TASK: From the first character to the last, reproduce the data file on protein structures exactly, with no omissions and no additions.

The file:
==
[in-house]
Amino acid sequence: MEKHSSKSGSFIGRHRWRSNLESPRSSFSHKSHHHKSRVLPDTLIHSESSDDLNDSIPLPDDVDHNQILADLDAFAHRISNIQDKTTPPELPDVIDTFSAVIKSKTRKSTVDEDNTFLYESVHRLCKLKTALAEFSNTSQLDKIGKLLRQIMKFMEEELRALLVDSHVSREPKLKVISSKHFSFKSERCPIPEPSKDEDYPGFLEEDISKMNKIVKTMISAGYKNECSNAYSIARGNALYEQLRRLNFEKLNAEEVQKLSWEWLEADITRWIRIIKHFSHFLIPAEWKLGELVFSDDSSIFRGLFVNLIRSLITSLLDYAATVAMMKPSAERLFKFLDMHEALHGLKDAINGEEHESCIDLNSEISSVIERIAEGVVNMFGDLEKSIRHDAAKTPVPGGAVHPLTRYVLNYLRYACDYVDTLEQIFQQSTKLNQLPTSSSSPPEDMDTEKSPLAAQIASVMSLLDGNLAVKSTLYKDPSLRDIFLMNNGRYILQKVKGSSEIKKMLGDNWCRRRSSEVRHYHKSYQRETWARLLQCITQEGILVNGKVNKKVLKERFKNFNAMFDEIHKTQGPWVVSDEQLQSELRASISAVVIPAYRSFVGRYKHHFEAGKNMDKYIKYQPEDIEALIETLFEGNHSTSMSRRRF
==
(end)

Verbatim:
[in-house]
Amino acid sequence: MEKHSSKSGSFIGRHRWRSNLESPRSSFSHKSHHHKSRVLPDTLIHSESSDDLNDSIPLPDDVDHNQILADLDAFAHRISNIQDKTTPPELPDVIDTFSAVIKSKTRKSTVDEDNTFLYESVHRLCKLKTALAEFSNTSQLDKIGKLLRQIMKFMEEELRALLVDSHVSREPKLKVISSKHFSFKSERCPIPEPSKDEDYPGFLEEDISKMNKIVKTMISAGYKNECSNAYSIARGNALYEQLRRLNFEKLNAEEVQKLSWEWLEADITRWIRIIKHFSHFLIPAEWKLGELVFSDDSSIFRGLFVNLIRSLITSLLDYAATVAMMKPSAERLFKFLDMHEALHGLKDAINGEEHESCIDLNSEISSVIERIAEGVVNMFGDLEKSIRHDAAKTPVPGGAVHPLTRYVLNYLRYACDYVDTLEQIFQQSTKLNQLPTSSSSPPEDMDTEKSPLAAQIASVMSLLDGNLAVKSTLYKDPSLRDIFLMNNGRYILQKVKGSSEIKKMLGDNWCRRRSSEVRHYHKSYQRETWARLLQCITQEGILVNGKVNKKVLKERFKNFNAMFDEIHKTQGPWVVSDEQLQSELRASISAVVIPAYRSFVGRYKHHFEAGKNMDKYIKYQPEDIEALIETLFEGNHSTSMSRRRF